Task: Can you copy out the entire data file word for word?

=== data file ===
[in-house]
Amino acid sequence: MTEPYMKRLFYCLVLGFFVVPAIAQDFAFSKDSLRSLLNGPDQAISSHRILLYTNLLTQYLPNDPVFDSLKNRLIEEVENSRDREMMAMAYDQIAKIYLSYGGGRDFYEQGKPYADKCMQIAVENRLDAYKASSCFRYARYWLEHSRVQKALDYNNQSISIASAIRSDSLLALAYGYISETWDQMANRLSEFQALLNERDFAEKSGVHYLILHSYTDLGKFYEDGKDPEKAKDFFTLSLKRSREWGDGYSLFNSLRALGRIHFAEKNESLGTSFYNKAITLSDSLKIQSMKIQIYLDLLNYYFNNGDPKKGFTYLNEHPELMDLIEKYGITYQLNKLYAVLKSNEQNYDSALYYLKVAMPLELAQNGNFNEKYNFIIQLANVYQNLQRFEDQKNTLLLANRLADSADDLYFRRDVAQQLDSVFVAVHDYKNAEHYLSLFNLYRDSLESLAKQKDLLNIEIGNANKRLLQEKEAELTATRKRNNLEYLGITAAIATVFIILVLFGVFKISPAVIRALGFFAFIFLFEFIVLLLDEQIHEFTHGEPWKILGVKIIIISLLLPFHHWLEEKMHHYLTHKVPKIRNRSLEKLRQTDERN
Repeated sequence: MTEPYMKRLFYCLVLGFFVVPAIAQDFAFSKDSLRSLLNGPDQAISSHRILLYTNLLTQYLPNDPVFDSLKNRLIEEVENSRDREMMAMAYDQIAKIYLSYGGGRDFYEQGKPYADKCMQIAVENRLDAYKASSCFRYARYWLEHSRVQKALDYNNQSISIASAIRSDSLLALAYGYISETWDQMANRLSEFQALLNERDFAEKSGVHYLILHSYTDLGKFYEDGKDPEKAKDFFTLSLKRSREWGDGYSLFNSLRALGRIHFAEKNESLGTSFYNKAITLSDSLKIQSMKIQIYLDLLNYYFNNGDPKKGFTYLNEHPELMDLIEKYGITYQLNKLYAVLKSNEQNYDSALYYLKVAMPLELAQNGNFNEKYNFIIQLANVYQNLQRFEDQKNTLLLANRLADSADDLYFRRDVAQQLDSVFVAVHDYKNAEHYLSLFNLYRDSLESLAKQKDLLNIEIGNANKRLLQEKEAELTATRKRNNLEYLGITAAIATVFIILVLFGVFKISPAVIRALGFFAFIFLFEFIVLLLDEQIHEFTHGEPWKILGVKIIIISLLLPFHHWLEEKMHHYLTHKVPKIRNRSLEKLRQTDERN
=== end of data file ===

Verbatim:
[in-house]
Amino acid sequence: MTEPYMKRLFYCLVLGFFVVPAIAQDFAFSKDSLRSLLNGPDQAISSHRILLYTNLLTQYLPNDPVFDSLKNRLIEEVENSRDREMMAMAYDQIAKIYLSYGGGRDFYEQGKPYADKCMQIAVENRLDAYKASSCFRYARYWLEHSRVQKALDYNNQSISIASAIRSDSLLALAYGYISETWDQMANRLSEFQALLNERDFAEKSGVHYLILHSYTDLGKFYEDGKDPEKAKDFFTLSLKRSREWGDGYSLFNSLRALGRIHFAEKNESLGTSFYNKAITLSDSLKIQSMKIQIYLDLLNYYFNNGDPKKGFTYLNEHPELMDLIEKYGITYQLNKLYAVLKSNEQNYDSALYYLKVAMPLELAQNGNFNEKYNFIIQLANVYQNLQRFEDQKNTLLLANRLADSADDLYFRRDVAQQLDSVFVAVHDYKNAEHYLSLFNLYRDSLESLAKQKDLLNIEIGNANKRLLQEKEAELTATRKRNNLEYLGITAAIATVFIILVLFGVFKISPAVIRALGFFAFIFLFEFIVLLLDEQIHEFTHGEPWKILGVKIIIISLLLPFHHWLEEKMHHYLTHKVPKIRNRSLEKLRQTDERN
Repeated sequence: MTEPYMKRLFYCLVLGFFVVPAIAQDFAFSKDSLRSLLNGPDQAISSHRILLYTNLLTQYLPNDPVFDSLKNRLIEEVENSRDREMMAMAYDQIAKIYLSYGGGRDFYEQGKPYADKCMQIAVENRLDAYKASSCFRYARYWLEHSRVQKALDYNNQSISIASAIRSDSLLALAYGYISETWDQMANRLSEFQALLNERDFAEKSGVHYLILHSYTDLGKFYEDGKDPEKAKDFFTLSLKRSREWGDGYSLFNSLRALGRIHFAEKNESLGTSFYNKAITLSDSLKIQSMKIQIYLDLLNYYFNNGDPKKGFTYLNEHPELMDLIEKYGITYQLNKLYAVLKSNEQNYDSALYYLKVAMPLELAQNGNFNEKYNFIIQLANVYQNLQRFEDQKNTLLLANRLADSADDLYFRRDVAQQLDSVFVAVHDYKNAEHYLSLFNLYRDSLESLAKQKDLLNIEIGNANKRLLQEKEAELTATRKRNNLEYLGITAAIATVFIILVLFGVFKISPAVIRALGFFAFIFLFEFIVLLLDEQIHEFTHGEPWKILGVKIIIISLLLPFHHWLEEKMHHYLTHKVPKIRNRSLEKLRQTDERN